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Abu Dhabi preview - DRS to dial up electric Yas Marina 10 Nov 2011

Circuit detail.
Formula One World Championship, Rd 18, Abu Dhabi Grand Prix, Preparations, Yas Marina Circuit, Abu Dhabi, UAE, Thursday, 10 November 2011 Shams Tower.
Formula One World Championship, Rd 18, Abu Dhabi Grand Prix, Preparations, Yas Marina Circuit, Abu Dhabi, UAE, Thursday, 10 November 2011 Jenson Button (GBR) McLaren.
Formula One World Championship, Rd 17, Indian Grand Prix, Buddh International Circuit, Greater Noida, New Delhi, India, Preparations, Thursday, 27 October 2011 Pitlane walkabout. 
Formula One World Championship, Rd 18, Abu Dhabi Grand Prix, Preparations, Yas Marina Circuit, Abu Dhabi, UAE, Thursday, 10 November 2011 Circuit detail.
Formula One World Championship, Rd 18, Abu Dhabi Grand Prix, Preparations, Yas Marina Circuit, Abu Dhabi, UAE, Thursday, 10 November 2011 Mark Webber (AUS) Red Bull Racing. 
Formula One World Championship, Rd 18, Abu Dhabi Grand Prix, Preparations, Yas Marina Circuit, Abu Dhabi, UAE, Thursday, 10 November 2011 Etihad flypast.
Formula One World Championship, Rd 19, Abu Dhabi Grand Prix, Race, Yas Marina Circuit, Abu Dhabi, UAE, Sunday, 14 November 2010 Tyre. 
Formula One World Championship, Rd 18, Abu Dhabi Grand Prix, Preparations, Yas Marina Circuit, Abu Dhabi, UAE, Thursday, 10 November 2011 Circuit detail.
Formula One World Championship, Rd 18, Abu Dhabi Grand Prix, Preparations, Yas Marina Circuit, Abu Dhabi, UAE, Thursday, 10 November 2011 Circuit detail.
Formula One World Championship, Rd 18, Abu Dhabi Grand Prix, Preparations, Yas Marina Circuit, Abu Dhabi, UAE, Thursday, 10 November 2011

Last year the Abu Dhabi Grand Prix saw Red Bull’s Sebastian Vettel snatch the world championship crown from Ferrari’s Fernando Alonso and his own team mate Mark Webber, but the dearth of overtaking played a key role in the final outcome. This year both the drivers’ and constructors’ titles are long settled, but the use of DRS could make for a much more exciting race.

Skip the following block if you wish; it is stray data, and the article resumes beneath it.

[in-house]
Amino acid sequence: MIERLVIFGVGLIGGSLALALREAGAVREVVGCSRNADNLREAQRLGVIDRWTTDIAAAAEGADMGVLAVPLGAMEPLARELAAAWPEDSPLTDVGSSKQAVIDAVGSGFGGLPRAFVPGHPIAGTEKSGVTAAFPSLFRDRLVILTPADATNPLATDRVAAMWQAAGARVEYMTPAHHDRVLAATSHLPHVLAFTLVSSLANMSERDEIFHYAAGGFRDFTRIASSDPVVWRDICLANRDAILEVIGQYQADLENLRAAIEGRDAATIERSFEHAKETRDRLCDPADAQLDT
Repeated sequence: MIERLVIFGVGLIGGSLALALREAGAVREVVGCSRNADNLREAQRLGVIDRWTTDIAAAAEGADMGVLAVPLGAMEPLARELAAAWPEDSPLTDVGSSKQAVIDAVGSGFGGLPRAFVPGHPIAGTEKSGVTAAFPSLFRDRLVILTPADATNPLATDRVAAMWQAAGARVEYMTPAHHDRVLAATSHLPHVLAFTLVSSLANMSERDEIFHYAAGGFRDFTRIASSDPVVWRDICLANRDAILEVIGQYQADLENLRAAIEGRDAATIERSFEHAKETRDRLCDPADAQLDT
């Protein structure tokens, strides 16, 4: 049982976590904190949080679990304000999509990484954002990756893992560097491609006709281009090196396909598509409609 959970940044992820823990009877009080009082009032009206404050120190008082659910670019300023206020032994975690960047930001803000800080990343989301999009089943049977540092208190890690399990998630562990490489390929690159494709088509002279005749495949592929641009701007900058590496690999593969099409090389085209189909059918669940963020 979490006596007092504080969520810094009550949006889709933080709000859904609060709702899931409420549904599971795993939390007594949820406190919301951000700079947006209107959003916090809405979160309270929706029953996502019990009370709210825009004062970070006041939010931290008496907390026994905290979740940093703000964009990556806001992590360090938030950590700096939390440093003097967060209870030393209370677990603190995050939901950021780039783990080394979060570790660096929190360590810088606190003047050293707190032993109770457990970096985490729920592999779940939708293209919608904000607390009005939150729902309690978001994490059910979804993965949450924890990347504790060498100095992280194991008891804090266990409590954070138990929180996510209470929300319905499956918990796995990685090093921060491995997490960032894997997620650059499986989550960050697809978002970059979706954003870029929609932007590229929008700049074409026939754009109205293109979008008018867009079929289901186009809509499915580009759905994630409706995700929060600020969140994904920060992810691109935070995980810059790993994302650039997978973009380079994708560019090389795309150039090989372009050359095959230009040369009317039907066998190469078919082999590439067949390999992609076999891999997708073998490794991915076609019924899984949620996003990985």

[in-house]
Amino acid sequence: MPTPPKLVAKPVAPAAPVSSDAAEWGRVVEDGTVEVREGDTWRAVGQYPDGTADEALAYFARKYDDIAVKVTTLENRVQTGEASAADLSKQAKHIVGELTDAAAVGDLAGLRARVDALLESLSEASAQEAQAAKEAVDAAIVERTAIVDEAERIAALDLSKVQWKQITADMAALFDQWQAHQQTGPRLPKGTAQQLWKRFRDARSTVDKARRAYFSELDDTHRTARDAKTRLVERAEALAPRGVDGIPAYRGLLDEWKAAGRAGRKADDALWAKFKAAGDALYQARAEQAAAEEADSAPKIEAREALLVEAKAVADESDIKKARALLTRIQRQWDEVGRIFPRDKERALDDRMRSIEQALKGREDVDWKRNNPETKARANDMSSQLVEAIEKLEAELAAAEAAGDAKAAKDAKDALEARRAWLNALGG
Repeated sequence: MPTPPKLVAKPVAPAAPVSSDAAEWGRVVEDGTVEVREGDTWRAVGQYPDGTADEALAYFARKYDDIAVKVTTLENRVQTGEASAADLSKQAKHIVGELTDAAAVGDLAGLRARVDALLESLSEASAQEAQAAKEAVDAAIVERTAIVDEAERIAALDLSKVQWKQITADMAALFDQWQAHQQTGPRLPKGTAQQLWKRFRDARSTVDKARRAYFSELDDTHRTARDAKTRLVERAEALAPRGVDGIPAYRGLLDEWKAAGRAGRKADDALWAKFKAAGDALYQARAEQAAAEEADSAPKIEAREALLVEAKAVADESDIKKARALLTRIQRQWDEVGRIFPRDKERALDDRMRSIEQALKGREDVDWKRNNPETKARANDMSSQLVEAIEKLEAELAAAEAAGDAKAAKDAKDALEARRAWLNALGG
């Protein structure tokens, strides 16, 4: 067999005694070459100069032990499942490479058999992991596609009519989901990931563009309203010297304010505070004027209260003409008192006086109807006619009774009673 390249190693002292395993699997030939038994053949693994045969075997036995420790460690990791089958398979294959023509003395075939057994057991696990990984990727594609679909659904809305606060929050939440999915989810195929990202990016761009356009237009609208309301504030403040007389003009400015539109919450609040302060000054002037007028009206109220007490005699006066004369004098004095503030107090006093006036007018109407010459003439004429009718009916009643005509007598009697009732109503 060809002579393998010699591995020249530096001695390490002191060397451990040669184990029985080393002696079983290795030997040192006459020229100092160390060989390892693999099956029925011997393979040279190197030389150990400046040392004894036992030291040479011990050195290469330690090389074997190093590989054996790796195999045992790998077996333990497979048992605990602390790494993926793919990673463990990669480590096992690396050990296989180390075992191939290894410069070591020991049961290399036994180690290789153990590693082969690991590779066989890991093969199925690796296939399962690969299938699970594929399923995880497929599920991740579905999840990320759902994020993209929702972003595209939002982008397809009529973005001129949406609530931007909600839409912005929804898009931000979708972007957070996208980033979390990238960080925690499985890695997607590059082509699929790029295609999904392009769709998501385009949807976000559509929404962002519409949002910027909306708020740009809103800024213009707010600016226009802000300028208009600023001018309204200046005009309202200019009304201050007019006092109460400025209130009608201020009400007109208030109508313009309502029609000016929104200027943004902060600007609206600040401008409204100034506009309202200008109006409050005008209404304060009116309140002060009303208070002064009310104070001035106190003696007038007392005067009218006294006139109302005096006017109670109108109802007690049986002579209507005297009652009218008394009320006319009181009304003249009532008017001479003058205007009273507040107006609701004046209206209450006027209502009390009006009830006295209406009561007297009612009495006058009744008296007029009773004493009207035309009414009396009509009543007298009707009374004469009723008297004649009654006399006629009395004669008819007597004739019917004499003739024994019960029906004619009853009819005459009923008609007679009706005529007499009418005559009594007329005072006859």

The spectacular anti-clockwise circuit has numerous unique features which include a pit-lane exit that crosses under the track; another part of it that passes directly under the Yas Hotel, whose illuminated, colour-changing grid shell will gleam across the Yas Island skyline as dusk falls; a long main straight; and the replacement of traditional run-off areas with widespread use of Tecpro barriers. It has the feel of a street circuit such as Monaco or Valencia.

“The race came in for a bit of criticism last year because the cars found it very difficult to overtake,” explained FIA race director Charlie Whiting. “But there are two DRS zones this year, with two activation points, and they should make a significant difference in that respect. Everybody loves coming here to race: the facilities are absolutely first class - everything’s top-notch and the timing of the event gives a nice mix between a night race and a day race.”

The first DRS zone is positioned on the main straight between Turns Seven and Eight, with its detection point just prior to the Turn Seven hairpin. The second is on the straight that leads into the Turn 11/12/13 complex, with the detection point just after Turn Nine.

McLaren team mates Lewis Hamilton and Jenson Button both believe the track will suit their MP4-26s nicely, and the latter in particular is well placed to finish runner-up overall to the newly-recrowned Vettel.

“I’m very optimistic,” Button says. “We saw at the last Grand Prix that even though we didn’t have the ultimate speed to catch and pass Sebastian, we made him work hard for the win. Tactically, McLaren ran a first-class race: I got all the right calls from the pit wall and the pit crew did a fantastic job. The championship may not be at stake any more but we’re still aiming to win races and put on a tremendous show.

“It’s usually been quite difficult to overtake here, especially last year, but I think that DRS will change all that. The back straight is one of the longest in Formula One so I expect to see a lot of action there. It would be great to see the new rules turn this circuit into a place where overtaking is more common and more exciting.”